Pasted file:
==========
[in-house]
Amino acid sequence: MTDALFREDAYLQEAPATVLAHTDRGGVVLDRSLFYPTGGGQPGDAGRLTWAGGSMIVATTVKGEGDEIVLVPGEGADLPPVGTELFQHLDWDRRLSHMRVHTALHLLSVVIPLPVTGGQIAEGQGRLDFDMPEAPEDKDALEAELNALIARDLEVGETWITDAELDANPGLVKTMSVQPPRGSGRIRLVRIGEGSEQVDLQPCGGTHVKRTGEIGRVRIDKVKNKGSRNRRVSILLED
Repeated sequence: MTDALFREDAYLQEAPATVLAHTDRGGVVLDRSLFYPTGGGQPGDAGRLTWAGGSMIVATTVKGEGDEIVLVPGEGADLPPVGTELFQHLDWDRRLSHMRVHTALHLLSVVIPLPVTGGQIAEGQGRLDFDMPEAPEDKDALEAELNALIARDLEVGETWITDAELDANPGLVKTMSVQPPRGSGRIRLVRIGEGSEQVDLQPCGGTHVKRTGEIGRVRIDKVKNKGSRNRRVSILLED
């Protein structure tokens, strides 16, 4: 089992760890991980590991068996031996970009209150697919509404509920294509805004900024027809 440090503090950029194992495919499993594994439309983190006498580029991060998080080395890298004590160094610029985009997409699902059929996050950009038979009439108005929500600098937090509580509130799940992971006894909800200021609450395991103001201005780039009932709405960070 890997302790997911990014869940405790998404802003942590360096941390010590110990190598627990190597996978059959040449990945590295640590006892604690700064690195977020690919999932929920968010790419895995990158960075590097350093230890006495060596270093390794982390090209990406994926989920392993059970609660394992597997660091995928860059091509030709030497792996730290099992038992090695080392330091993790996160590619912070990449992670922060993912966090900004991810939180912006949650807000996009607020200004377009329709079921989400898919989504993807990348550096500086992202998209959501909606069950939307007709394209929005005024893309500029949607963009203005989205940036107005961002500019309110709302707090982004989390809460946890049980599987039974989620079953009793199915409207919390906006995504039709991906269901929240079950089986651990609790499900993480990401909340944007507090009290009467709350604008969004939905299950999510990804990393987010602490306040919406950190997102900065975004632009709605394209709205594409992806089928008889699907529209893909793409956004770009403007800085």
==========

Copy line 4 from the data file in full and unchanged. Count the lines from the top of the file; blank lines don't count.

């Protein structure tokens, strides 16, 4: 089992760890991980590991068996031996970009209150697919509404509920294509805004900024027809 440090503090950029194992495919499993594994439309983190006498580029991060998080080395890298004590160094610029985009997409699902059929996050950009038979009439108005929500600098937090509580509130799940992971006894909800200021609450395991103001201005780039009932709405960070 890997302790997911990014869940405790998404802003942590360096941390010590110990190598627990190597996978059959040449990945590295640590006892604690700064690195977020690919999932929920968010790419895995990158960075590097350093230890006495060596270093390794982390090209990406994926989920392993059970609660394992597997660091995928860059091509030709030497792996730290099992038992090695080392330091993790996160590619912070990449992670922060993912966090900004991810939180912006949650807000996009607020200004377009329709079921989400898919989504993807990348550096500086992202998209959501909606069950939307007709394209929005005024893309500029949607963009203005989205940036107005961002500019309110709302707090982004989390809460946890049980599987039974989620079953009793199915409207919390906006995504039709991906269901929240079950089986651990609790499900993480990401909340944007507090009290009467709350604008969004939905299950999510990804990393987010602490306040919406950190997102900065975004632009709605394209709205594409992806089928008889699907529209893909793409956004770009403007800085």